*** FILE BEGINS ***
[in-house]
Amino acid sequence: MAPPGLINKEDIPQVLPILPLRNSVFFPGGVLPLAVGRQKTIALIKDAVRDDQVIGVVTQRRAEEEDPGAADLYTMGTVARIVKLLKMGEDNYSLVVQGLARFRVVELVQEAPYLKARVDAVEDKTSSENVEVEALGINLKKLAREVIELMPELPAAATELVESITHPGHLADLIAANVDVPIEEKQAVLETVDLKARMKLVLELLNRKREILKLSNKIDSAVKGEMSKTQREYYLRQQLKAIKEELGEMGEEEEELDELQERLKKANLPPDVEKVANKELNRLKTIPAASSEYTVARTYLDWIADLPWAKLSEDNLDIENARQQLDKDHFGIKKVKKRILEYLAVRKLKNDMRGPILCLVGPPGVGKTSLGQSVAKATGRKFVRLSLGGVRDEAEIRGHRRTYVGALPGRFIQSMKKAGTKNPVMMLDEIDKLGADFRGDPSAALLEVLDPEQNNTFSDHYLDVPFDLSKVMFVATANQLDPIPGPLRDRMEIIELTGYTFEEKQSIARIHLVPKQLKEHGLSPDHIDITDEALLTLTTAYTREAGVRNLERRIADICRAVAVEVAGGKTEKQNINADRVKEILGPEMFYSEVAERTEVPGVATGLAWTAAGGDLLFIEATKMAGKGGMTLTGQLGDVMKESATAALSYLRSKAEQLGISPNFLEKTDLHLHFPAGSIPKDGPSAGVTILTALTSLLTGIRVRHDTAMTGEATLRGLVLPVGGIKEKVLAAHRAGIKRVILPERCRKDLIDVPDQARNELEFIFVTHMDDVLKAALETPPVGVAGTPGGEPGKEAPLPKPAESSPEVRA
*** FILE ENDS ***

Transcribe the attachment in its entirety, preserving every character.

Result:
[in-house]
Amino acid sequence: MAPPGLINKEDIPQVLPILPLRNSVFFPGGVLPLAVGRQKTIALIKDAVRDDQVIGVVTQRRAEEEDPGAADLYTMGTVARIVKLLKMGEDNYSLVVQGLARFRVVELVQEAPYLKARVDAVEDKTSSENVEVEALGINLKKLAREVIELMPELPAAATELVESITHPGHLADLIAANVDVPIEEKQAVLETVDLKARMKLVLELLNRKREILKLSNKIDSAVKGEMSKTQREYYLRQQLKAIKEELGEMGEEEEELDELQERLKKANLPPDVEKVANKELNRLKTIPAASSEYTVARTYLDWIADLPWAKLSEDNLDIENARQQLDKDHFGIKKVKKRILEYLAVRKLKNDMRGPILCLVGPPGVGKTSLGQSVAKATGRKFVRLSLGGVRDEAEIRGHRRTYVGALPGRFIQSMKKAGTKNPVMMLDEIDKLGADFRGDPSAALLEVLDPEQNNTFSDHYLDVPFDLSKVMFVATANQLDPIPGPLRDRMEIIELTGYTFEEKQSIARIHLVPKQLKEHGLSPDHIDITDEALLTLTTAYTREAGVRNLERRIADICRAVAVEVAGGKTEKQNINADRVKEILGPEMFYSEVAERTEVPGVATGLAWTAAGGDLLFIEATKMAGKGGMTLTGQLGDVMKESATAALSYLRSKAEQLGISPNFLEKTDLHLHFPAGSIPKDGPSAGVTILTALTSLLTGIRVRHDTAMTGEATLRGLVLPVGGIKEKVLAAHRAGIKRVILPERCRKDLIDVPDQARNELEFIFVTHMDDVLKAALETPPVGVAGTPGGEPGKEAPLPKPAESSPEVRA